I picked up this book on a lark while I was working at HarperCollins. The employee store was amazing and all paperback books were 25 pence. Since I happen to like Jon Richardson as a comic and picking up his book wouldn't put me back much, I picked it up in my mad buying spree. I thought it would be good, silly fun.
The book is a nonfictional look at Jon's life and more specifically, his love life. He has been single for eight years (when the book was written) and by going through a period of three days with him, the reader follows him as he thinks about the way he lives his life and how he feels this impairs his chances of finding happiness.
What I really liked about this book is that it wasn't anything you expected. It has its funny moments, of course, but for the most part, this is a pretty intense look into the issues someone faces everyday. Jon's intense fear of failure and his need to do things his own way, not to mention his tendency to analyze every possible thing that could go wrong before taking a single chance stand in his way as he struggles to make himself text a girl that gave him her number a few nights before. And as Jon slowly explains the way his mind works, it makes you sympathize and root for him. There were definitely some moments where I could really sympathize with what he was saying and it definitely sheds light on things about my own life that I never really thought about.
There are a lot of things that I really enjoyed his thoughts on and really made me think. I'm going to give you a few tasters:
"Friendship [is] something that transcend[s] physicality; it [is] almost purer than any love you could feel for a partner. The friends you make as a child who stay with you throughout your life do so not because they find you attractive, or they gain financially from your time together, but because something deep down connects the two of you. Because you have stayed with each other through more than one period of your evolution."
"Dreams are an excuse for unhappiness; they allow us to think we would be happier and healthier if only we had what we were looking for. Once that thing has been found and eternal bliss remains as unattainable as ever, then unhappiness takes on a life all of its own, unconnected to any one possession or person. It is an entity that cannot be controlled, cannot be defeated and comes and goes from your life entirely as it pleases like a drunken guest at a house party, staggering from room to room and bringing with them only chaos."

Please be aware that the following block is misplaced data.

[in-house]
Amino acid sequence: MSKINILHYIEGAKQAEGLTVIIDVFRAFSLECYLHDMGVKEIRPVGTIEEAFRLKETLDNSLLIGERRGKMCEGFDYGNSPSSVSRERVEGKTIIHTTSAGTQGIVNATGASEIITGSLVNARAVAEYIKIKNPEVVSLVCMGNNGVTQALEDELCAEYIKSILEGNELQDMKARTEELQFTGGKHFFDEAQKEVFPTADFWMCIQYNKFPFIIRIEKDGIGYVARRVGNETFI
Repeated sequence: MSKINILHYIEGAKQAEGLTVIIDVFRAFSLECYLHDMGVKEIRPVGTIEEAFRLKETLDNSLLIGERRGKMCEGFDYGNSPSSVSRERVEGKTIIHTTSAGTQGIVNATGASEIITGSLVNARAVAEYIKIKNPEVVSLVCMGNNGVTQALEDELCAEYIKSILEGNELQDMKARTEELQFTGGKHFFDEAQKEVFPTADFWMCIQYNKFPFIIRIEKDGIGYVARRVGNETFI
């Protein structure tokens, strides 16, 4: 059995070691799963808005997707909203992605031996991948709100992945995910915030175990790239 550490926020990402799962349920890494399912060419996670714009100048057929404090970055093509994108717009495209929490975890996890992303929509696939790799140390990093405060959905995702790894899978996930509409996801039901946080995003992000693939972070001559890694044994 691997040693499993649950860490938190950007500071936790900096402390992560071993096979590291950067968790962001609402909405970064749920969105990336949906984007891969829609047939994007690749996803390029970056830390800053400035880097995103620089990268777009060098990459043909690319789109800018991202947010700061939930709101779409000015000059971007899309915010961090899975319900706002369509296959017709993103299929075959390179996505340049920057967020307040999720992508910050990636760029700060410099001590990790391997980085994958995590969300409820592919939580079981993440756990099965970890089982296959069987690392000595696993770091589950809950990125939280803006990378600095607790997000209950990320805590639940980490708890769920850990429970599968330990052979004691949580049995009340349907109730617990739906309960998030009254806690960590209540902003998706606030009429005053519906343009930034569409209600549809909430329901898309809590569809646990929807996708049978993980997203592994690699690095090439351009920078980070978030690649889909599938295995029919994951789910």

And my personal favorite:
"It is a source of confusion to me that as a child, say, in your first fifteen years, you learn more than you will ever learn in the same time period for the rest of your life. You learn how to walk and to talk, you learn about illness, death and about not getting your own way. You learn that life is sometimes unfair and that, for no reason at all, bad things happen to good people. You learn that there will come a time when all help ceases and you will be in sole charge of your own happiness and responsible for your own actions. You learn about money and what it is to be without it and you learn (if you are lucky) to ask questions about religion and what might exist beyond the world we know.
Not only this, but you must also get to grips with school, exams, bullying, physical education and physical attraction and the prospect of being poorly suited to success in both, not to mention the constant see-sawing of emotion caused by the hormonal changes going on in your body and doubts about sexuality and the consequences this might have on your future.
All of these issues are to be confronted night after night, staring up at the ceiling on your own with your brain fit to burst, in a single bed. Then suddenly you become an 'adult' and you are told that the inability to find someone with whom you can share a double bed is the single biggest failure you can make in life. Well, bullshit!"
To be quite honest, I kind of love this book. It's definitely not what it's marketed as ("So funny! You'll love it!," etc,) but that just makes it better. It's not a memoir, it's not some trivial joke book, it's a person with things to say and intelligent things, at that. Parts of Jon's book really resonated with me and I think they will with more people than are willing to admit to it. I absolutely loved it and if those quotes above appealed to you, than you'll like it, too.